Aviva is 12 and wants a baby – someone who’ll always love her. She has sex with the son of family friends and becomes pregnant. At her mom’s insistence she has an abortion and soon after runs away. She turns up at the home of Mama and Papa Sunshine, fundamentalist Christians with a huge adopted family of unwanted and disabled children. Aviva finds love.

Director Solondz’s earlier films Welcome to the Dollhouse and Happiness are funny, hardhitting satires on Middle America. Palindromes is a simpler, bleaker story, and perplexing – Solondz casts eight different children and adults as Aviva. Although tricksy, even weird, it works – the different actors reflect changes in Aviva. Abandoned after a sexual encounter, gawky white teenager Aviva becomes an adult African American woman – she’s older, wiser, more mature.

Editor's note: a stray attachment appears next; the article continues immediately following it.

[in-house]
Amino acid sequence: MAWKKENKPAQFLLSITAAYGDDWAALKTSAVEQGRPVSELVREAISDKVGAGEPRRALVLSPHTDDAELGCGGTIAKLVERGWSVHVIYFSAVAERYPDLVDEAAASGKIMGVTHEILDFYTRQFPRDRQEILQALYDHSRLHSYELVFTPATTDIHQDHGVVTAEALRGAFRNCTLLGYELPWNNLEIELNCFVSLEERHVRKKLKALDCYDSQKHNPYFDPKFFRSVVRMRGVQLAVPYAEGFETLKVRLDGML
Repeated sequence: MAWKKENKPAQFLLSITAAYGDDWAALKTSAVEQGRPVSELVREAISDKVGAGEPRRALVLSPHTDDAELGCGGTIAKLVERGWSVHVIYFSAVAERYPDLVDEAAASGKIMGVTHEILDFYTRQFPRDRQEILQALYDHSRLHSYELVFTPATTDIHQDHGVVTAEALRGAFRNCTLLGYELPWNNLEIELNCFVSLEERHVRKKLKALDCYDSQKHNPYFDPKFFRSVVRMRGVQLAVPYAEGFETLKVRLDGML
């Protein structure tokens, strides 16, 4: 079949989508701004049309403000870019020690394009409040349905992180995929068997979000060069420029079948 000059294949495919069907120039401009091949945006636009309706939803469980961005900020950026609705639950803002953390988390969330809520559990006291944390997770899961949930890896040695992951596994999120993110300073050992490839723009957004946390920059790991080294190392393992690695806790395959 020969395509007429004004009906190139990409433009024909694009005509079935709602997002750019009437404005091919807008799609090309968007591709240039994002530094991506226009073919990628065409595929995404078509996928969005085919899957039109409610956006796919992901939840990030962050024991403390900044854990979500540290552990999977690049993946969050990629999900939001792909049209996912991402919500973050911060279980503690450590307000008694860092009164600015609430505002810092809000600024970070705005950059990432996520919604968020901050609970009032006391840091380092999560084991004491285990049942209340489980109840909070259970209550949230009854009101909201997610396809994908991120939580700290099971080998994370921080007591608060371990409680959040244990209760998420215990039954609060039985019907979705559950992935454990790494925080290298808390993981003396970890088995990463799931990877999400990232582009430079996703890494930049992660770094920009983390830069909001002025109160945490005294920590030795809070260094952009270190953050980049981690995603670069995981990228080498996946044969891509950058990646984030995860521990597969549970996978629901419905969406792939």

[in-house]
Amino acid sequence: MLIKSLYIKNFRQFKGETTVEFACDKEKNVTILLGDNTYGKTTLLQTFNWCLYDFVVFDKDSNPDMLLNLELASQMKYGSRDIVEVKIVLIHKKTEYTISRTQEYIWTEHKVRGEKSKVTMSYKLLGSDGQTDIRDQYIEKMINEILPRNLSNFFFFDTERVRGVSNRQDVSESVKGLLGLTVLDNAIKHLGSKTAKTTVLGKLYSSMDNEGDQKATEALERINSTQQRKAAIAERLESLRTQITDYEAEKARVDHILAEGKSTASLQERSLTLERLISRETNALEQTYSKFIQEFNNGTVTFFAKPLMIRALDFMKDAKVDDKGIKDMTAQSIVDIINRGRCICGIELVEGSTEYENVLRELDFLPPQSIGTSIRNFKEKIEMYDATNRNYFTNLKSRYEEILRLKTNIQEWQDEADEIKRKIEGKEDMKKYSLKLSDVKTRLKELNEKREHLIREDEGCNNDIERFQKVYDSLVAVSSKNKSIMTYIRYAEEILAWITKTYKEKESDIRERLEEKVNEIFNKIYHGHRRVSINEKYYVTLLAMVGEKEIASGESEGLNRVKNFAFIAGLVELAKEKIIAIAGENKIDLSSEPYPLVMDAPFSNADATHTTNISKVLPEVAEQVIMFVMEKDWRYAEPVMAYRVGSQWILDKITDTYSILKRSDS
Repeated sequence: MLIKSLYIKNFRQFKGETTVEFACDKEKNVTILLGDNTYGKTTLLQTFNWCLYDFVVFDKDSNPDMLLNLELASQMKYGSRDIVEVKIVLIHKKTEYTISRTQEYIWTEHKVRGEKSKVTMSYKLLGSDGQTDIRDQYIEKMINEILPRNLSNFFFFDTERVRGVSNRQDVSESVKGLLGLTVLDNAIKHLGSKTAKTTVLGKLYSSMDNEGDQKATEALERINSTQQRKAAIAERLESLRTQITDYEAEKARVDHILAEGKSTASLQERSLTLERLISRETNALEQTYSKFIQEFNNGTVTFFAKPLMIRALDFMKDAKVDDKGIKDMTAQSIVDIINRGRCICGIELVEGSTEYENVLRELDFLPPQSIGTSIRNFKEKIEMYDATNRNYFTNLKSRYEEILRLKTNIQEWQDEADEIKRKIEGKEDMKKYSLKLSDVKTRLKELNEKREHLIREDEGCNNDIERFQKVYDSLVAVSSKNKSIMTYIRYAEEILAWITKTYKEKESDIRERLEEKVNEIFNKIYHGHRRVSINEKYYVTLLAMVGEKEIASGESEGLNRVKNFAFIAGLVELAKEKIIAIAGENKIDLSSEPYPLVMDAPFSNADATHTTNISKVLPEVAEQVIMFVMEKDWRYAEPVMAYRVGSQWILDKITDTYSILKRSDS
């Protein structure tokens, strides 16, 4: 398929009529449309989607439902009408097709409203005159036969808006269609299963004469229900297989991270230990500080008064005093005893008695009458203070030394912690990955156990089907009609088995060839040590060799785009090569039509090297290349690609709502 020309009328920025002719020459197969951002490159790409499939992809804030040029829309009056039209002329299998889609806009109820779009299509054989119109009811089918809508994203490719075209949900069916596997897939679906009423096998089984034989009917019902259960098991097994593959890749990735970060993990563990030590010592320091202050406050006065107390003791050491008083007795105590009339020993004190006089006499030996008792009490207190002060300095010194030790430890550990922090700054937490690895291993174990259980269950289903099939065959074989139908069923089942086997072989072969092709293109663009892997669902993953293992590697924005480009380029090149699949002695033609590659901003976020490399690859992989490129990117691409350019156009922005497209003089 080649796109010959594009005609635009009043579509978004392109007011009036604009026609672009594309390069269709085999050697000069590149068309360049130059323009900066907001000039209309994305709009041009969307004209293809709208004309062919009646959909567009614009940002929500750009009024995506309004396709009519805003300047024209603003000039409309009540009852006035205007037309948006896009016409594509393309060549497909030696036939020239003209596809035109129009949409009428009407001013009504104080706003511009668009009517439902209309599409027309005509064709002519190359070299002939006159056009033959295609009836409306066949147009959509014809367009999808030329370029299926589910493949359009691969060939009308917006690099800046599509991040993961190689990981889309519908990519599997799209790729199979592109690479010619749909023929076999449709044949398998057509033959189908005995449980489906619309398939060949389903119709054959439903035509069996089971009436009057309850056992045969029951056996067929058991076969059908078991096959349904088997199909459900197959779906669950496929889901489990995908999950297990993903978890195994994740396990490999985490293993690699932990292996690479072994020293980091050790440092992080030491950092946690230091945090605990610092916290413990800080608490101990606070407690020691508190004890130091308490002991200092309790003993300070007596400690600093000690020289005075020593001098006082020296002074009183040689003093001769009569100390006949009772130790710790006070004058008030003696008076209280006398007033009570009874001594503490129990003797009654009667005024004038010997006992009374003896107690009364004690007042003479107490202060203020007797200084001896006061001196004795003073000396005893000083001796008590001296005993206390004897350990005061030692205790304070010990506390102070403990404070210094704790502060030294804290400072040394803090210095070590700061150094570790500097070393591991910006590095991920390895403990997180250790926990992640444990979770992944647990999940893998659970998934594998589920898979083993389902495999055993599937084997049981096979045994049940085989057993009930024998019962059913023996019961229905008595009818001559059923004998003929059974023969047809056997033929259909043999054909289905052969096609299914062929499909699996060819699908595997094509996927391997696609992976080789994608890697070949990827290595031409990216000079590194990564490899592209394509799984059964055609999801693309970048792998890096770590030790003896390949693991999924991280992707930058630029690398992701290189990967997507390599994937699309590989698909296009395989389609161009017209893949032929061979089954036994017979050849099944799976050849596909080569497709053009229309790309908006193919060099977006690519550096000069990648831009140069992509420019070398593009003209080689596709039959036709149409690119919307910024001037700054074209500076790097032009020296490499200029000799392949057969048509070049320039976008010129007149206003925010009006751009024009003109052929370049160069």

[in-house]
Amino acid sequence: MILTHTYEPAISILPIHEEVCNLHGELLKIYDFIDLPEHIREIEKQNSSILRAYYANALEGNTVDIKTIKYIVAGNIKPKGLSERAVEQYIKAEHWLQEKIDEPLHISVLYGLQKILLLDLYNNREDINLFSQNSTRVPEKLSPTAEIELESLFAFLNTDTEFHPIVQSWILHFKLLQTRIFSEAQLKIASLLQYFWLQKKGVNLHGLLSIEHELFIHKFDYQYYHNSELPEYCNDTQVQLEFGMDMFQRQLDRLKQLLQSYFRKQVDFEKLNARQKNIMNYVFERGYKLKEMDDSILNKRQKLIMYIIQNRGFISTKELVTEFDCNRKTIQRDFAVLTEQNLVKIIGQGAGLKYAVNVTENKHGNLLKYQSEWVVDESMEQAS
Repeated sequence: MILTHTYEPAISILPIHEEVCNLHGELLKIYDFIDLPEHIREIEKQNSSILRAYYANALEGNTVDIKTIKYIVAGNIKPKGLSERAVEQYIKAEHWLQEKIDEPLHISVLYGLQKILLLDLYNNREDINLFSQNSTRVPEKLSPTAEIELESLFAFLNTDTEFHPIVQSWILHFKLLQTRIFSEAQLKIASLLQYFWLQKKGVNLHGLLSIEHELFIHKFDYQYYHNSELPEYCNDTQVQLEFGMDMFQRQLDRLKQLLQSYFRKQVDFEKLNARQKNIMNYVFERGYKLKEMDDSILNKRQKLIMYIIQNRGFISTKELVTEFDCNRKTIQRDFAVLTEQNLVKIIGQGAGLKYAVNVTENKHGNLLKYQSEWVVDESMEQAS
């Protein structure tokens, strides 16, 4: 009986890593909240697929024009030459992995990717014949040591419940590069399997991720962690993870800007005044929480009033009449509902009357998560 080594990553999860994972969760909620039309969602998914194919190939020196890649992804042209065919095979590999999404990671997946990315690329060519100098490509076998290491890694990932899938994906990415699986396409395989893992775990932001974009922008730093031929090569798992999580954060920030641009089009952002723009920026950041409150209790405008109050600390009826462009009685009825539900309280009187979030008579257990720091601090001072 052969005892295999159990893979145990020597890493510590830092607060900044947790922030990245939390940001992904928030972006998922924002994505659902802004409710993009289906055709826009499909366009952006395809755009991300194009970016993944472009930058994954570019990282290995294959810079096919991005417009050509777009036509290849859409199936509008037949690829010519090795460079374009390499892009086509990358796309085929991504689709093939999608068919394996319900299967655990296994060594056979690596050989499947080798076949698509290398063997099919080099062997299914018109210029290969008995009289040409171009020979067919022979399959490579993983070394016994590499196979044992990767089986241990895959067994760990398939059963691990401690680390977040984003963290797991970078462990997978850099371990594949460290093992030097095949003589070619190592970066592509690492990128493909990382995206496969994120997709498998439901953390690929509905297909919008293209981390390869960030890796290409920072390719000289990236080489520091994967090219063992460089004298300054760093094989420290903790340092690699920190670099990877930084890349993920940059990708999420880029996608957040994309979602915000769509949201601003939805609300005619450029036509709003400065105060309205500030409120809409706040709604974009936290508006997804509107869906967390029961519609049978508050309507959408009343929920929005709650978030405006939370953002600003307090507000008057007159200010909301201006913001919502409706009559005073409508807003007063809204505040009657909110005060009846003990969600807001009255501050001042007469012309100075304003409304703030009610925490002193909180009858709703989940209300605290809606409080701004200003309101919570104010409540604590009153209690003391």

In the final scene, a lonely nerdy character, who looks remarkably like Solondz, lectures Aviva that people are programmed by genes and chance and they don’t change. The film’s title suggests this – a palindrome reads the same when read normally or backwards, like ‘Aviva’. So is Solondz saying people are the same however we look at them, that fundamentally they don’t change?

Aviva certainly ends up where she started, living at home with her comfortable, status-conscious family – and seeing the boy who made her pregnant. He now calls himself Otto – another palindrome. Yet Solondz casts 30-something Jennifer Jason Leigh, who’s been round the block a few times, as the final Aviva. Leigh’s presence suggests she’s bigger than suburban consumerism or desperate Christianity. Palindromes doesn’t offer Aviva much of a choice, but it’s grimly entertaining, intriguing, and challenging.

Todd Solondz's latest: tricksy and weird but it works.

New Internationalist issue 379 magazine cover This article is from the June 2005 issue of New Internationalist.
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